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To GUID or Not to GUID

By Lisa_halidyne ·
Opinions sought - database design:

Guids are the only means of giving global uniquenesss to primary keys when data from remote sources is anticipated.

Should GUIDs be the primary key for every table in every system as a blanket policy??

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That is a question!

by BrianHarris In reply to To GUID or Not to GUID

We're using GUIDs not only for uniqueness but also for security. Not knowing what the value represents helps us in our application as we're sending a lot of raw XML. We're generating about 100K rows per month in about 2 dozen tables and will archive the data every 6 months. The client wants all of the data to be unique. If we went with a long we'd eventually have to restart our Identity losing the uniqueness across even the archives.

We have a fair number of system tables where we just won't have enough values to justify not using a long.

I would only recommend using GUIDs where you need to worry about having too much data to use a long or other data type for your PK. Or, as in our case, where you might want the security of "hiding" the real values.

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too much of a good thing

by Lisa_halidyne In reply to That is a question!

Thanks for the opinion Brian,
You've given me another purpose for GUIDs (security)
I agree that GUIDs definately have their benefits and place. I'm currently in a debate opposing a blanket policy of placing GUIDs everywhere.
a MSDN document (over 2 years old) lists exactly the stand we have taken - use GUIDs when needed - msdn.microsoft.com/library/psdk/sql/8_con_03_18.htm
Otherwise - I'm stumped for a best practices document or 'official' recommendation. Thanks

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GAG no.

by BarJabba In reply to To GUID or Not to GUID

I am beggining to restructure a very important tool for UPS. The person who originated the database and VB app didn't really think it through. A necessary ID column was set to int BHUT the ID's from the imported data have leading zero's. Now I have to redo and recollect with a guid. Quite messy to say the least.

If you can use a GUID for those tables and structures that import, tis ok. But, Primary keys are there for reason.

MyTableID int Primary Key Seeded
MyImportID nvarchar(?) GUID Non-seeded
Datacol1
Datacol2
Datacol3 ... Ect

At least you can have a primary key that you can use to cleanup your data or whatever and a foriegn ID(not a key necessarily) that is your imported multi system IDs.

:-)

BarJabba

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not a question of PKs

by Lisa_halidyne In reply to GAG no.

Yes, we all agree that Primary Keys are paramount to the design of a relational database.

GUIDs definately have their place in systems that expect the import of data accross multiple servers when the same autoincrementing ID could be generated multiple times - or Guids are excellent when one expects to not have enough numbers.

But I'm noticing a trend to use GUIDs as the PK even for little lookup tables - say "County". This overkill using GUIDs is due to the desire to "Pregenerate" the ID before going to the database...rather than retreive the new ID with @@Identity.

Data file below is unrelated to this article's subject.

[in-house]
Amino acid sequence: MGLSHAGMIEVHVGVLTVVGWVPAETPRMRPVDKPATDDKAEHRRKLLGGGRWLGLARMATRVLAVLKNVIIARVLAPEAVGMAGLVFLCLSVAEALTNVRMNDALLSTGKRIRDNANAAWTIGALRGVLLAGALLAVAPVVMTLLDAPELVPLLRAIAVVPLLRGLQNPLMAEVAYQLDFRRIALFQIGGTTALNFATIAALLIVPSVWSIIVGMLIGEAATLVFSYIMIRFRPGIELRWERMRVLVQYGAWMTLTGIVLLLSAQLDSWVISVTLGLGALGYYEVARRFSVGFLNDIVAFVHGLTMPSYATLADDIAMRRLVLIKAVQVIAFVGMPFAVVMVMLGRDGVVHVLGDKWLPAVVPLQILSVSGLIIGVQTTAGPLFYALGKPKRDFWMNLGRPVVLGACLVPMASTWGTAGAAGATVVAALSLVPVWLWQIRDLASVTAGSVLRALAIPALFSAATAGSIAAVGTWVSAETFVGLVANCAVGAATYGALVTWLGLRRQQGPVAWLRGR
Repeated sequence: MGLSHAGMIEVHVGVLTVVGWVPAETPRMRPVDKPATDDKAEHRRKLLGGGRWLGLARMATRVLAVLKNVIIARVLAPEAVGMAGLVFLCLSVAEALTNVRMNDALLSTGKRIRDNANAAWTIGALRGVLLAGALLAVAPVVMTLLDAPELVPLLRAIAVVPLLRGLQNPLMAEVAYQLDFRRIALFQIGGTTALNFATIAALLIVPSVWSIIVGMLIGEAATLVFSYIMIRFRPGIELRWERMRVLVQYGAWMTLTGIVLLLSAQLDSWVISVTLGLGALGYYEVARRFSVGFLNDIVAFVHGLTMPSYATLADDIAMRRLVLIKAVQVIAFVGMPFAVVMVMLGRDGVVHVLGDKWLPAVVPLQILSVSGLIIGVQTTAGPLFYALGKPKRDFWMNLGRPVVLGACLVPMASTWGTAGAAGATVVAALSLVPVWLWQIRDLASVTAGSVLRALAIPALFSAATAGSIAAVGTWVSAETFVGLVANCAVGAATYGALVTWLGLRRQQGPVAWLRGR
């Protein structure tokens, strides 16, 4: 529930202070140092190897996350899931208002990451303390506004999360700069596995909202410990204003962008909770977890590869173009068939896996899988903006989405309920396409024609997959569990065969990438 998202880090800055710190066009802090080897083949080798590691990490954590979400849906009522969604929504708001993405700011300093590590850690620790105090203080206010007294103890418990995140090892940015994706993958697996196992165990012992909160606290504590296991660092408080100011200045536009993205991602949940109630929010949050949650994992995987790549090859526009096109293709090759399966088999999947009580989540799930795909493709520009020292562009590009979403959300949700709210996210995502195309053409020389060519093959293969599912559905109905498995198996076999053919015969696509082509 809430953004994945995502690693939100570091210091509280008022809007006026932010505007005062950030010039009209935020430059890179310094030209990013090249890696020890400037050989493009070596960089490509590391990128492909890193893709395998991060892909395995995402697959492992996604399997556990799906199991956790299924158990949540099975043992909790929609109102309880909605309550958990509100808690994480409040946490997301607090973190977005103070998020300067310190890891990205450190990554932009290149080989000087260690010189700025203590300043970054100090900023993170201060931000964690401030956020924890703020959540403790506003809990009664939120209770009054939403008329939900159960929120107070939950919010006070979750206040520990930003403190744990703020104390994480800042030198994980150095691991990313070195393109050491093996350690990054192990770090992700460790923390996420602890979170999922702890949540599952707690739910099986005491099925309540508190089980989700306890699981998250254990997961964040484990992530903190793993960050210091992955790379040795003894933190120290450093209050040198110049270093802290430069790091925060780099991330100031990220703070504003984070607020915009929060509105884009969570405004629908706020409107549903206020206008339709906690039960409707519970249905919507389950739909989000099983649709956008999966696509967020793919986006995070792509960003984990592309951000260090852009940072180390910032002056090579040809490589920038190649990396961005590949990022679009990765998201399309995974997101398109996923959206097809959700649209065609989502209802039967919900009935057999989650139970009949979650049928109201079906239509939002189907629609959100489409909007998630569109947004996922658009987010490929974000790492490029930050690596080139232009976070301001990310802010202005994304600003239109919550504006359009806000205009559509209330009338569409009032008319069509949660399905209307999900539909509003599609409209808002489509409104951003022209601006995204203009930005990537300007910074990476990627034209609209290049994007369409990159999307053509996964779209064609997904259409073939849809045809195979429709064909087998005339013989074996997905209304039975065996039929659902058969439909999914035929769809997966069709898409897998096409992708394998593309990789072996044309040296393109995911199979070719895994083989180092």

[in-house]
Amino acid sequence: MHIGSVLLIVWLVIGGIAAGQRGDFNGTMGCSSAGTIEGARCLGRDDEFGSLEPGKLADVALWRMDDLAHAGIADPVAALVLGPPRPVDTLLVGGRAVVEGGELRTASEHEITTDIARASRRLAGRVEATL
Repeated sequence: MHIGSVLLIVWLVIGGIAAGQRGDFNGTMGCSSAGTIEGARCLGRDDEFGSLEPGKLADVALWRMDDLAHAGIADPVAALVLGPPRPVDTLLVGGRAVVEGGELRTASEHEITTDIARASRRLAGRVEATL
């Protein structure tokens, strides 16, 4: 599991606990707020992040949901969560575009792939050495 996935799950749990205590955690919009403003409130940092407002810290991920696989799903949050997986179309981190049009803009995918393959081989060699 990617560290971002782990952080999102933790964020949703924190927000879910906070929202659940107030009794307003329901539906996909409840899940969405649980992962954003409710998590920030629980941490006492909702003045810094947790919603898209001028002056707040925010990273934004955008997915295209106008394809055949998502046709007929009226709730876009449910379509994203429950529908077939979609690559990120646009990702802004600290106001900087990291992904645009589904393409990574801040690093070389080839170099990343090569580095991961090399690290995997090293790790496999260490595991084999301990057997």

My team has placed a call to MS. Microsoft stands behind their MSDN article to only use GUIDs when needed. This brings the two year old document up to date for me!

We also have an email from Mary Kirtland, COM team developer at MS and author of Designing Component Based Applications who reiterates the use of GUIDs responsibly.

Definately GUIDs have a place and time - just not everyplace all the time.

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That depends

by Zeus66 In reply to To GUID or Not to GUID

The question:

**Should GUIDs be the primary key for every table in every system as a blanket policy??**

would depend on the reason for the policy. It would not make much sense to require guids as primary keys in a system that uses Access as adatabase engine.

But if the reason they are required in every table is to maintain consistency through out the table structure of a system, that would be reasonable.

One may argue the fact that they are bigger and harder to read that auto-incrementing numbers, but in real life a primary key should not do anything other than uniquely identify a record in a table. So there should not be the need to read it. You should never have to type it in and the user should never see it.

And as far as being bigger, that is very true. The are 4 times as big as an int and create bigger indexes as well.

One reason to use a guid, as you mentioned, is to create GLOBALLY unique keys. Specifically for distributed databases. And one might argue'we will never need to distribute this database over multiple servers'. I would question, why limit yourself. NASDAQ.com certianly didnt expect the demand they got. Had they been short sighted and said 'we will never need to have more than one server' what would have happened to them?

But it also comes down to a development style. If you just dont like them - lets face it - they are pretty ugly, then you will not want to use them.

Should it be a blanket policy? If you wish to create a standard interface to your tables and the primary key type is a guid then yes - it should be a blanket standard. But if you do not care about creating and dealing with those standards then no - it should not be.

One must make the best choice possible based on the business you are in, the types of projects you are doing and where you see the trends going in the future.

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